The intersection between the dancing body and digital technology produces new kinds of performative events that often exist only in the 'now' of event/user/audience interaction, resisting documenting and preserving in conventional ways, so are largely absent from our cultural heritage. As interlocutor, the artist is forever vital in the work existing and communicating, yet removed and absent in what remains; the living artist disappears into 'data'. How do these digital corporeal embodiments then generate new kinds of artefacts? Are these 're-enactments' more easily captured and preserved and if so, how do they disrupt what constitutes 'cultural heritage' and how we access and value our performing artists and their outputs? This presentation will explore these questions by drawing on the work of UK-based dance artist Ruth Gibson who uses motion capture technology to create visualisations of dancers for intermedial environments (exhibitions, installations and applications for mobile platforms). What does this work tell us about our relationship with the material and immaterial in performance, and our tools and methods for its preservation? I will argue that dance's contribution to our cultural heritage is intangible yet fundamental for emphasising the vitality of the corporeal, expressive body in our performing arts cultural heritage. © 2013 Springer-Verlag.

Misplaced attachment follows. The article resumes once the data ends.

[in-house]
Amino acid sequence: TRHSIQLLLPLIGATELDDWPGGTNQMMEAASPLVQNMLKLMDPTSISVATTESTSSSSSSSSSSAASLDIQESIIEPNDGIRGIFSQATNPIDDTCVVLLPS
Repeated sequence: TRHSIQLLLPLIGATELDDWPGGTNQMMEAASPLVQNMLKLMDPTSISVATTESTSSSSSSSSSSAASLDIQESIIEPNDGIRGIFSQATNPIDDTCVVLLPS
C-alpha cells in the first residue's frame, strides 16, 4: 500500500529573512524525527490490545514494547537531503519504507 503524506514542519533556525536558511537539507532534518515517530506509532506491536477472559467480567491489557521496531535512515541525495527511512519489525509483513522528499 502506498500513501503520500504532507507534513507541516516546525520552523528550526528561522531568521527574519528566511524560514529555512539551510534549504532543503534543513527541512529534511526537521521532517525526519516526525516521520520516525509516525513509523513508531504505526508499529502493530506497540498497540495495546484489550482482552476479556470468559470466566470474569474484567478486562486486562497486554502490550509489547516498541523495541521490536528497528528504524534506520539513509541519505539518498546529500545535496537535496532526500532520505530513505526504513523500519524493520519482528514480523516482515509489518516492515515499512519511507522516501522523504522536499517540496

|Lecture Notes in Computer Science (including subseries Lecture Notes in Artificial Intelligence and Lecture Notes in Bioinformatics)
|8/04/13 → 10/04/13
This chapter is not available from the repository. This paper was given at the Second International Conference, ECLAP 2013, Porto, Portugal, April 8-10, 2013
- motion capture